Part of the Universal Periodic Review (UPR) process at the UN Human Rights Council involves the states that are conducting the review issuing recommendations to the state that is under review. These recommendations can be on a range of issues surrounding the protection of human rights, from simple praise of a state to a recommendation that a state becomes party to a human rights treaty. States are free to reject or accept recommendations and each year several thousand recommendations are made as part of the UPR process. This paper examines what legal status (if any) recommendations could have and how they relate to existing sources of international law. Sections 2 and 3 examine the nature of recommendations and the legal status of the UPR process. Sections 4 and 5 examine how accepted patterns of recommendations could be used as a mechanism for interpreting and enforcing existing norms in international human rights law.
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Hannah Arendt was a German-Jewish witness of the grand infamies of the twentieth-century, a classicist, a political theorist, a social commentator and a cartographer of time. In that last capacity, she presents the international lawyer with a set of concepts to gauge the meaning of international legal time, its relationship to international history, and the part of international law in triggering new historical cycles. Three concepts developed by her stand out for how an international lawyer might reconceive the part of international law in international history and importantly, against catastrophic world tragedies that ask for innovative regulatory response, its redesign. The concepts of a time-gap, time-sequence and historical-cycle and repetition of revolution present possible coordinates for drawing different time-maps for international law. The question raised here follows Arendt to ask: what might a time-map for international law look like if international lawyers notice the gaps, rhythm and sequences that set and reset their part in international historical time? Starting at Potsdam, in 1945, settles the question of a time-map on a series of lines and boundaries that restarted time then under the auspice of international agreement.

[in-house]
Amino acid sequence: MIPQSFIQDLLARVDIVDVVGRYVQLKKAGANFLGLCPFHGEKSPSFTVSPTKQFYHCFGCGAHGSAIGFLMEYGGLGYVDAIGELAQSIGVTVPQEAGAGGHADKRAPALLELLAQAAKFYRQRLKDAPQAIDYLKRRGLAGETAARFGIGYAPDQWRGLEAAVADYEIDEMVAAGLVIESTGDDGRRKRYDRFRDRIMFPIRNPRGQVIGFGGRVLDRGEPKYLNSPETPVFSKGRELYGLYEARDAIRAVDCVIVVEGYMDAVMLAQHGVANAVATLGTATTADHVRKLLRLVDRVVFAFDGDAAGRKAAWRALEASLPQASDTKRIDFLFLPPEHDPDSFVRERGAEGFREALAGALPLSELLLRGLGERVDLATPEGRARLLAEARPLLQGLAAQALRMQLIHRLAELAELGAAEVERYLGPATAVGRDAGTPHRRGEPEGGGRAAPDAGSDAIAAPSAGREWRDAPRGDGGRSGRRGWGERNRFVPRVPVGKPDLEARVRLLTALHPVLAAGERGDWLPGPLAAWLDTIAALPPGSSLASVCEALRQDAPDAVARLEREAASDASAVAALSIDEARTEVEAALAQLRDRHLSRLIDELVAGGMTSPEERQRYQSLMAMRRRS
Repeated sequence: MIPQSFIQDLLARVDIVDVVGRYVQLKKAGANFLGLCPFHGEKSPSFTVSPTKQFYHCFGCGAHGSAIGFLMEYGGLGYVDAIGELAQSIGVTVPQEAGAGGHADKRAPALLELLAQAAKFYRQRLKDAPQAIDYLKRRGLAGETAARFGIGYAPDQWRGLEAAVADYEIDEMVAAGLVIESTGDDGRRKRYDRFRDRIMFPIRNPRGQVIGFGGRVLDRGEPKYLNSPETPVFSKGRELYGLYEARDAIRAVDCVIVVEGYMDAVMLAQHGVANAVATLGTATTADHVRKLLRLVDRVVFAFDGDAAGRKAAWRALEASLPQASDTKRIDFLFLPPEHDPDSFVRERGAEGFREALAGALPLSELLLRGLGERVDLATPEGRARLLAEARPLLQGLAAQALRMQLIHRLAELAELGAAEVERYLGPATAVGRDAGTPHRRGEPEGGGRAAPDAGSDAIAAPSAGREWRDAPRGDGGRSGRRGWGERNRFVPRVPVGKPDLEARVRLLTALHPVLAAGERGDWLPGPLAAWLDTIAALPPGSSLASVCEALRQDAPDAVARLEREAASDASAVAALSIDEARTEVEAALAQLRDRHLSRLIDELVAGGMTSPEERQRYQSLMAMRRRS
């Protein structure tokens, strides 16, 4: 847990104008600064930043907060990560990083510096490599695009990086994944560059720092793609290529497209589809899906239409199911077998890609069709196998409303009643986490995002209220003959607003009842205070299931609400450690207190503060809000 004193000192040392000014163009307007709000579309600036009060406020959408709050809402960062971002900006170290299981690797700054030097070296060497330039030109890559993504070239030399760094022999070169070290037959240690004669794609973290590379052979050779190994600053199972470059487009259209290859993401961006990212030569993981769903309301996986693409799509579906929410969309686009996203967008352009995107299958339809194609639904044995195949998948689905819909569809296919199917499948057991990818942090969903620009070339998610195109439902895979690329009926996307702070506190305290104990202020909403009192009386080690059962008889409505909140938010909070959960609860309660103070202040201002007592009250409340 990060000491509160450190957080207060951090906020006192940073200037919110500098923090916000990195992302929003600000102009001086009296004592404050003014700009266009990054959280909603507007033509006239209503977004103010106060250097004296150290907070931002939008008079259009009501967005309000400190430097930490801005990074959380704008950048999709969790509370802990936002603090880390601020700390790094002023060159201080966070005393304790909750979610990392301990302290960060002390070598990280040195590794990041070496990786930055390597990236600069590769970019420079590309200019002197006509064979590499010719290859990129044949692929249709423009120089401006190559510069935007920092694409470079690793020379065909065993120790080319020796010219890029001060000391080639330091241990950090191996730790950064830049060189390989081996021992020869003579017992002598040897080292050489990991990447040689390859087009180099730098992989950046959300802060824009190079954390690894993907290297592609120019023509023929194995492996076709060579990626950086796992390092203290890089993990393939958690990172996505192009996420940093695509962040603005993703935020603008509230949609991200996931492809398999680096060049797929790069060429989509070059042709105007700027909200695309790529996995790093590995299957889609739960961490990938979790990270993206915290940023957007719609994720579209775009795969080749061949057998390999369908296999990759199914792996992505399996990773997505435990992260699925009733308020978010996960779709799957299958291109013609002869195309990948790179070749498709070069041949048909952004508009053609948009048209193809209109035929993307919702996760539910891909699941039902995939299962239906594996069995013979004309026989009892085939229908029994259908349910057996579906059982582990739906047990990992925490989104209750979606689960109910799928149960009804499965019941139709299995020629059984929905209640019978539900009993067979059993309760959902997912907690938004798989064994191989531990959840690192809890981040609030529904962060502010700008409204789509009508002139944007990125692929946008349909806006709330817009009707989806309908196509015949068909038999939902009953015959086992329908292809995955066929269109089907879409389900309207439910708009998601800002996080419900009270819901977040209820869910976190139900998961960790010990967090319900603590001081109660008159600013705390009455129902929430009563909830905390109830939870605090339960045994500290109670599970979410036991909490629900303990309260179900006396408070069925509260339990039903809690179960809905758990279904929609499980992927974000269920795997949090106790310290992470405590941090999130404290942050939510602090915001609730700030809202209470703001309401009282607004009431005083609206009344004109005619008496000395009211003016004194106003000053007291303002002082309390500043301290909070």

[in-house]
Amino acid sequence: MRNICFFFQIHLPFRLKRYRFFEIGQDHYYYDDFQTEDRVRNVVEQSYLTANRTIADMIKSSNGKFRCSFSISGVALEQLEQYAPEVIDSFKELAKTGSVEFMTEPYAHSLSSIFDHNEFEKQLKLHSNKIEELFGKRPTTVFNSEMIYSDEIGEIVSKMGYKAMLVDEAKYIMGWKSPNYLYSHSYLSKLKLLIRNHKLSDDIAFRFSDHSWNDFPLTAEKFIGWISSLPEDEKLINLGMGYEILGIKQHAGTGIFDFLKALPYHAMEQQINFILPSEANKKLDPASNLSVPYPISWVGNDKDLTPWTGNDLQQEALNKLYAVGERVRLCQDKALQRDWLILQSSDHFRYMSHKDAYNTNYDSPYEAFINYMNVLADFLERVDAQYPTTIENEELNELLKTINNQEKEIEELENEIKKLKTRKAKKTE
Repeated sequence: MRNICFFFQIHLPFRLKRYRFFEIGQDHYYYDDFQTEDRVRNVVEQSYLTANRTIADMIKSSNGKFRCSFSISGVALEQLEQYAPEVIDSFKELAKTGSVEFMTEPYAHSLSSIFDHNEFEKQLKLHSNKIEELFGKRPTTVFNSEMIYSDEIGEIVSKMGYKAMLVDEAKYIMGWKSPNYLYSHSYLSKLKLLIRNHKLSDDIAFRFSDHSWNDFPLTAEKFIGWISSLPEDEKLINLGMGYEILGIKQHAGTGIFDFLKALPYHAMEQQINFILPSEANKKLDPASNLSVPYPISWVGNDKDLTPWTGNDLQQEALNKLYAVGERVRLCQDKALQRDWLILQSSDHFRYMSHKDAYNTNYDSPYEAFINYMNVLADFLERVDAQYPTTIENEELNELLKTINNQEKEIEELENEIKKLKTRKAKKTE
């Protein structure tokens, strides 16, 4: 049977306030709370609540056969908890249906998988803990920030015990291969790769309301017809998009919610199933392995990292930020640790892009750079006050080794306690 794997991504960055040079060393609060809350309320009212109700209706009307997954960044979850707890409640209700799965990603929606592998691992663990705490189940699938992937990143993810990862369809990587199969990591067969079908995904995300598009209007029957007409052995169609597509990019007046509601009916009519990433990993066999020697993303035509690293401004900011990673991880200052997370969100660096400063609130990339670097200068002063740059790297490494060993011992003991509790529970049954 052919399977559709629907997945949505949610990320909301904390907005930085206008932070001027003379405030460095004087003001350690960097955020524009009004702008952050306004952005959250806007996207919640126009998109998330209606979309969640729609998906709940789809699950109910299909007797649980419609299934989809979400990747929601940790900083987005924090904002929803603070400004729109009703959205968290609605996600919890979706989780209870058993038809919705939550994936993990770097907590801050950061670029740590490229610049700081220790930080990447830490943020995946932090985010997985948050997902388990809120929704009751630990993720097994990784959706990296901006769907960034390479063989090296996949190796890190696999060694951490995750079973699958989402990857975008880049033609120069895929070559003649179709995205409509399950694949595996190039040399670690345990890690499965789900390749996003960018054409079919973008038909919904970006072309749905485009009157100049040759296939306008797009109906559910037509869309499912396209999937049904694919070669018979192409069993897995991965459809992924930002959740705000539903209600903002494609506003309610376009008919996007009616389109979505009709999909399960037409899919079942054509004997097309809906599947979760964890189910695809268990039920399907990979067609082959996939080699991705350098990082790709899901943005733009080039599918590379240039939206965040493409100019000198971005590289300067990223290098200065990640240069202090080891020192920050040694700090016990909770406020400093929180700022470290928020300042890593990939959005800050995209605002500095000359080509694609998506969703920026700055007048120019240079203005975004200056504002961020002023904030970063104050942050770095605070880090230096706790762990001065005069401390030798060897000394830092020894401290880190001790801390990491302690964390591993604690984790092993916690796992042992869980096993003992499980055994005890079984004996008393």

Samuli Haataja and Afshin Akhtar-Khavari
This article considers the Stuxnet cyberattack in the context of international law on the use of force below the armed attack threshold. With a focus on the concept of ‘force’ within Article 2(4) of the UN Charter, it is argued that international law embodies an anthropocentric and materialist view of violence. Violence, as traditionally understood in the context of Article 2(4), involves a state using kinetic weapons to damage or destroy physical property, or injure or kill human beings within another state. Using the Stuxnet incident as a case study and as a tool of critique, it is argued that the law's one-dimensional conception of violence, which focuses on physical damage, limits its ability to recognise the non-material harm Stuxnet caused to countless virtual entities and processes. As such, the law does not adequately account for the non-material ways in which states that are increasingly dependent on information and communication technologies can be harmed. As a means of overcoming the law's limited conception of violence, this article draws on Luciano Floridi's information ethics. This is a theory that extends its ethical concern beyond the material world to include all entities, whether natural or artificial, physical or virtual. In this article it is used both to critique the law's anthropocentrism and materialism and to provide an alternative account of the harm that Stuxnet caused.